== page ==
You’ve probably heard the most popular poem that has ever graced a living room wall. It’s always beautifully framed. It touches every emotion that has ever wrenched your gut and taunted you when life feels about as good as sucking a concentrated lemon. The poem has the power to help you see the silver lining in the sky when your forecast calls for storms of doubt. The title says it all in just two short, simple words that can make all the difference in your destiny.
I won’t repeat the poem here. You can Google it easy enough.
Or maybe it’s on your own wall.
Have you really given thought to those words when you’ve been fired from your job? How about that day when your spouse wakes you up because she’s got unbearable abdominal pain, needs to go to the hospital, and you don’t have insurance? And what if that same day when you come home to make arrangements for the rest of your life, your daughter checks the messages and finds out her grandmother has died?
As crazy as that second scenario sounds, it happened just that way to me.
It’s not that hard to persevere when you’re dealing with trifles. Sure, you get miffed when you get behind that ninety year old woman who insists on driving herself to the grocery store and thinks the speed limit is 25 mph when it’s 35. The nerve of her! You might even chuckle when someone has a brief laugh at your expense. You can see the “big picture” then. So, what happens to you when life hits you like a freight train?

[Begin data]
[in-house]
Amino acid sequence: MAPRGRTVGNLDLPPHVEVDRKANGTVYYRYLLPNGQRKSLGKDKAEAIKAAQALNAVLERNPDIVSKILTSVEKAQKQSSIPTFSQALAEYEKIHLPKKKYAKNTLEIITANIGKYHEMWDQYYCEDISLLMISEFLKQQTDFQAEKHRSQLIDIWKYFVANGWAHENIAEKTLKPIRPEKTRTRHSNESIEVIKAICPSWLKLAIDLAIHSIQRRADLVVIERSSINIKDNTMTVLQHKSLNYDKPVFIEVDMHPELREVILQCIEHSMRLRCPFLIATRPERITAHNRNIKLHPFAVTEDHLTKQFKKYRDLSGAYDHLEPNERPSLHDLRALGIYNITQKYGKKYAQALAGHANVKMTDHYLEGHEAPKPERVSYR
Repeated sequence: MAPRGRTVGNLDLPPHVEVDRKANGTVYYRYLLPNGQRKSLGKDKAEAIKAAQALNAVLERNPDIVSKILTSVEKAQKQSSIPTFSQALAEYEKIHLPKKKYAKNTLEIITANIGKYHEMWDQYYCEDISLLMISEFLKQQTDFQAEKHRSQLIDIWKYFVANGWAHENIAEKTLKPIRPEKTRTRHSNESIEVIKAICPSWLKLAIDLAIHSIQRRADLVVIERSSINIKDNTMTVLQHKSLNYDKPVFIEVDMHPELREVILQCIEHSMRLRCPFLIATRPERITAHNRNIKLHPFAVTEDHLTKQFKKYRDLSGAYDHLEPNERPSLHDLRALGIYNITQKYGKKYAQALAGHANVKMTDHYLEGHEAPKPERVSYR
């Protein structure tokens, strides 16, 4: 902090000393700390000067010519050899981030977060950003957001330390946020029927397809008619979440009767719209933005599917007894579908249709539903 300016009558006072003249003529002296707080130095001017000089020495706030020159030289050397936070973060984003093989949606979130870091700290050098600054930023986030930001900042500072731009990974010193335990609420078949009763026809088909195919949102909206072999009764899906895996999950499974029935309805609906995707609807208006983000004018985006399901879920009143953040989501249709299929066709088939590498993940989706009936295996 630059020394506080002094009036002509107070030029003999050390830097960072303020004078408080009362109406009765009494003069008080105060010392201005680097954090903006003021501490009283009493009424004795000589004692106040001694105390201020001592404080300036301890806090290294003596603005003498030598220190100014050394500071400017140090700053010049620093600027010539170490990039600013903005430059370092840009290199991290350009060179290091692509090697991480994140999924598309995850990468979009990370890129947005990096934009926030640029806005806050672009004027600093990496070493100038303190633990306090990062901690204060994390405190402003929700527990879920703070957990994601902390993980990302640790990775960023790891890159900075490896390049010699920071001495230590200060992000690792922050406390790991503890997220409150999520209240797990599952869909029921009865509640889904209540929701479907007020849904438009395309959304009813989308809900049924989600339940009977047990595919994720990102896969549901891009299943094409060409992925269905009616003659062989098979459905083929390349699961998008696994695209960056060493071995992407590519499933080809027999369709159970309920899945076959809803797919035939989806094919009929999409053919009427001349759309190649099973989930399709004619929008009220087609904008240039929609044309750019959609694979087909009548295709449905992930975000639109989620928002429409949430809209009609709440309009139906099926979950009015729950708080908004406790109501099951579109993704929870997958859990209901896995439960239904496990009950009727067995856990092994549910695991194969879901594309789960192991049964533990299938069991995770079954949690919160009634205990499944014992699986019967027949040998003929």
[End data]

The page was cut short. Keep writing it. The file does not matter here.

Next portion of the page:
It reveals the size of your staying power.
Recently I’ve heard commercials advertising dehydrated food packs you can use during hard times to provide you with “food security.” As important as that can be, how about setting aside resources for your mental heath when emotional famine strikes?
Here’s how you can do that.
First, when you make a commitment, count the cost. If you want to retire comfortably, the cost is the amount of money you need to invest over your working years to fund the life you want to live. Costs along the way are the things you won’t do now so you will be able to do other things later. Ask yourself if you’re willing to pay all the fees associated with getting where you want to go. If the answer is a resounding yes, then commit.
Second, when the inevitable challenge comes, remember this. Challenges require choices. Now if you’ve done number one, you’re committed to stay the course. So when you have a problem, you deal with it instead of thinking, “How do I get out of this?”
Here is some help to deal with problems. Talk to someone you trust. And be sure to get the truth; don’t just get your ears tickled. If you are a person of faith, pray. Then listen to what God tells you.
Third, cultivate hope that your vision will become reality. There are two ways you can do this. Focus on the big vision you have for your life and your team. You may have to change direction, but you don’t have to change your decision to get there. Once you’ve fixed your vision, focus on how the hardships will make you stronger once you make it through them. Adversity strengthens us like exercise strengthens our bodies. There’s no pill you can take to do that for you.
It may not be easy on your trip to the finish line. But if you want to win, you have to cross it. Will you stay the course? If you do, you can draw from the rewards for the rest of your life.
Winners are finishers.